Government routinely seeks external advice
Mark Brennock gives examples of some of the 2,983 consultants' reports and contracts which have been commissioned by this Government since 1998.
The Department of Communications and the Marine has averaged about one report, consultancy or PR contract per week, at a cost of some €12 million since 1998. The Department of Education does about one a fortnight.
While the civil service acknowledges that it does not have specialised skills in certain areas, the volume of consultants' reports and contracts, carried out by private-sector staff earning far in excess of what public servants are paid, is staggering.
Out of 3,000 such reports, it is possible only to select some examples to give a flavour of the breadth of policy areas in which the Government now routinely calls for external advice.
Larger commissions from the Department of Education included €114,578 last year to Carr Communications for "advice, support and assistance for the Your Education System (YES) process" and €114,300 in 2003 to Talbot Associates for a review of the supply-teacher scheme.
Farrell Grant Sparks received €285,162 in 2001 for advice on PPP projects to revamp Cork School of Music, and in relation to five post-primary schools.
Deloitte and Touche received €336,480.59 in 2001 for advice in relation to the National Maritime College Public Private Partnership project in 2001; €119,185 in 2002 for the same project; and a further €72,863.78 in 2003.
Deloitte and Touche also received €32,349.12 in 1999 for an "organisational review of the department" and €44,712.56 the following year, also for an "organisational review". The company also features significantly among the information technology contracts awarded by the Department of Enterprise and Employment. In 2004 it received €136,566 in relation to IT systems for the Personal Injuries Assessment Board; €51,545 for three separate projects in 2003; €35,337 in 2002 for consultancy assistance concerning a financial management system; €1.39 million in 2001 in relation to various projects; €455,007 in 2000; €559,900 in 1999; and €87,000 in 1998.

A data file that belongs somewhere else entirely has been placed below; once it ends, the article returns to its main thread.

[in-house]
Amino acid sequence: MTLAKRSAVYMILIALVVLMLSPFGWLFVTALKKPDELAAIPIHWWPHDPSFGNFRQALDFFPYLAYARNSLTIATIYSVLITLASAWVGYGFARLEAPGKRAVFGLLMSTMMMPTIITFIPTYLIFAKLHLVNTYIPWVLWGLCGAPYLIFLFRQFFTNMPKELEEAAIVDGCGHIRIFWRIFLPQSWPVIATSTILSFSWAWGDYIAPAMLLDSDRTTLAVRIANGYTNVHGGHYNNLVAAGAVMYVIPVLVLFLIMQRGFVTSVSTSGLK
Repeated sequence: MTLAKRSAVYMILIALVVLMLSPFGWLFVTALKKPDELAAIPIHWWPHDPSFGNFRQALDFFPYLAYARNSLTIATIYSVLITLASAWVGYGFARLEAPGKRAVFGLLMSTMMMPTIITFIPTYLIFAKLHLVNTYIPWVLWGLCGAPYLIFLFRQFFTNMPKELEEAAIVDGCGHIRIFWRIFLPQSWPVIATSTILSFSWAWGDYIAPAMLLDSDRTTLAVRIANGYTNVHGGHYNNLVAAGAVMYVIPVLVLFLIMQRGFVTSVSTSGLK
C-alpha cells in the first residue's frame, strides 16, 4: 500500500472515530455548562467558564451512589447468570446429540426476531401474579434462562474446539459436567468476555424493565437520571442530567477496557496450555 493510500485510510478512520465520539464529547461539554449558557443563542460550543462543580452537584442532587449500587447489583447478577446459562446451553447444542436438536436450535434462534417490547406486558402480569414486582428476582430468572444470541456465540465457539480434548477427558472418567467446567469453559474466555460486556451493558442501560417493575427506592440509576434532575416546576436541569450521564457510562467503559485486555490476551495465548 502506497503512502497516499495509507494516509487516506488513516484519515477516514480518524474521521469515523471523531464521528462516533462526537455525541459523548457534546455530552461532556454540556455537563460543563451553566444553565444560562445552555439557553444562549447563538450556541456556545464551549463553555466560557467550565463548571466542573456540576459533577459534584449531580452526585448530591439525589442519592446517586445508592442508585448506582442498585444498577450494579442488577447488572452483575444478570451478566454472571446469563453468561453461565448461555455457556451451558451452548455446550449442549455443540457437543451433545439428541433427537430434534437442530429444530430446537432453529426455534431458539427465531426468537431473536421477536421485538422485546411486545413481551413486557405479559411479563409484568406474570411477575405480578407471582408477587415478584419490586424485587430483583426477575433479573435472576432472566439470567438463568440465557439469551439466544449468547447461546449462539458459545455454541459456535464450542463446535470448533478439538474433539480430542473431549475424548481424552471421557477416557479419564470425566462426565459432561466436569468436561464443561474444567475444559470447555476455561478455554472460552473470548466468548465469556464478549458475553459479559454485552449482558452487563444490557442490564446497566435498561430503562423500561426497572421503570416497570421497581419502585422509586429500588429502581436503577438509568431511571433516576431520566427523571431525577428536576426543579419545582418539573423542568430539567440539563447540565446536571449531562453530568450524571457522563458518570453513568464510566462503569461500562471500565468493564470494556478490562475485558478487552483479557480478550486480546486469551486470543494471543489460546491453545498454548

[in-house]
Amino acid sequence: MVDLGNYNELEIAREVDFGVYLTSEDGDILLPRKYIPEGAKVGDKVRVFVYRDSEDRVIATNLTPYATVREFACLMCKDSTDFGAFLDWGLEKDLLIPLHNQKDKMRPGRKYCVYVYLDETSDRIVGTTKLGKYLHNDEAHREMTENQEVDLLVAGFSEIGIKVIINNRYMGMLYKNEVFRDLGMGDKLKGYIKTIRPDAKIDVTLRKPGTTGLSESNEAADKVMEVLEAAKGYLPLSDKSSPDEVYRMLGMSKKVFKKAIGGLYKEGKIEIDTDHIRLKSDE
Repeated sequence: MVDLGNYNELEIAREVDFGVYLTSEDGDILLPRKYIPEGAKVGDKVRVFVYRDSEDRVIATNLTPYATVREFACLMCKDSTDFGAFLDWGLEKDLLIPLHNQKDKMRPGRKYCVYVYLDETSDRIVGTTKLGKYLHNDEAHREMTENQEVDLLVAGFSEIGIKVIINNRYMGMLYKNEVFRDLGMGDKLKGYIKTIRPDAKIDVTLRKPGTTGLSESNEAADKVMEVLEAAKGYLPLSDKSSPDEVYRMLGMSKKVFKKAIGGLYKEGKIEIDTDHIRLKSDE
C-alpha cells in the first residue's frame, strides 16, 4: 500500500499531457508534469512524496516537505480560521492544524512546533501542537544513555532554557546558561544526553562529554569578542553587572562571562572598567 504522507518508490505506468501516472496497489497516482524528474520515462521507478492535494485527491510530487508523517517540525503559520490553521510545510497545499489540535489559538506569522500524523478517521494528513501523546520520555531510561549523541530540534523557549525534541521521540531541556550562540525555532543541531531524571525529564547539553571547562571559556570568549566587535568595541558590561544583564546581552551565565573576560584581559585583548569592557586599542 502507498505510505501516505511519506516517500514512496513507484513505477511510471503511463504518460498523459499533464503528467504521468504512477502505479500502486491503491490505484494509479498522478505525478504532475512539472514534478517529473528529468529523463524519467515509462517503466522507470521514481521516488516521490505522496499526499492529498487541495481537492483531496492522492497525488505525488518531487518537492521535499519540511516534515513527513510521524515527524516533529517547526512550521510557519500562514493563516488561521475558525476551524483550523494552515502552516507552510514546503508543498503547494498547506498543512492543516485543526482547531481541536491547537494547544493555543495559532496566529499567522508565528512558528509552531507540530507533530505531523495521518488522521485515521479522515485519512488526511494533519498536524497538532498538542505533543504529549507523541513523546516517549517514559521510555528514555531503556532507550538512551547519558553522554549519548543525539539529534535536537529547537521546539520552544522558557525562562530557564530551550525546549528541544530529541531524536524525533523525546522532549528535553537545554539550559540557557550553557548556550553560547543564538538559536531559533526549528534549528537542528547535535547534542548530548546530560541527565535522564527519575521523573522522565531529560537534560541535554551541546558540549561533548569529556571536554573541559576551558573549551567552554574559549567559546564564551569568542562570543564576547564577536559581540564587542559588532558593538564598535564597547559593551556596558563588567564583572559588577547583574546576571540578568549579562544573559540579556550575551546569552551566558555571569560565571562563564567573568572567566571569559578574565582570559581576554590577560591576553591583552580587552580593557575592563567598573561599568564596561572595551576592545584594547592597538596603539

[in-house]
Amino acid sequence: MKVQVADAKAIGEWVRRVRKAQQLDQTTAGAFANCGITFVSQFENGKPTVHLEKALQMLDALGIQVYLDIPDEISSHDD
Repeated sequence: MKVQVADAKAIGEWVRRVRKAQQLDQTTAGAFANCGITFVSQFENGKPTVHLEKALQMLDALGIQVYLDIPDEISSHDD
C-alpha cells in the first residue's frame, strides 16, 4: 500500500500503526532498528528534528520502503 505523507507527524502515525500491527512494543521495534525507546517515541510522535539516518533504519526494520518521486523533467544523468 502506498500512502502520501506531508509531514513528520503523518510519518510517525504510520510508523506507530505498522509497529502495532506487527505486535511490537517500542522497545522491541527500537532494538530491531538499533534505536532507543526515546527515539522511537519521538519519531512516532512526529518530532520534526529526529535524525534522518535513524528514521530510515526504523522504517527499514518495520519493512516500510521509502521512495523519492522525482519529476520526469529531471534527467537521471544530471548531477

This department also paid a significant number of outside lawyers for legal advice on issues, with these costs ranging from several hundred euro to tens of thousands. More substantial payments included €268,415 to PriceWaterhouseCoopers in 2004 for "accountancy case work"; €64,396 to Tom Walsh in 2003 for a review of the Health and Safety at Work Act 1989; €69,908 to Scan Image Services Ireland Ltd for scanning documentation for a legal action; €145,200 for a study into the insurance industry to Europe economics; €38,192 in 2002 and €44,033 in 2003 to Caden Communications for communications advice to the Office of the Director of Consumer Affairs and PR advice generally to the department. In 2001 the department paid €87,033 to Indecon economic consultants for an evaluation of Ireland's participation in Expo 2000.
In 1998 the Department of Finance paid Compaq Computer Ireland Ltd €284,827 for something called "payable order reconciliation system for the bank clearing process for the Paymaster General's Office".
The same company then received a further €817,277 in the same year for "rewrite of payable order reconciliation in Paymaster General's Office to make it year 2000 compliant".
Big payouts were also made in relation to the benchmarking process in 2001 to Fitzpatrick Associates (€103,164); Hay Management Consultants (€117,640); PE Consulting Services (€4,800); Saville and Holdingsworth (Irl) Ltd (€4,800); IPC Consulting Facilitators (€4,800) and MCG Consulting Group (€172,006).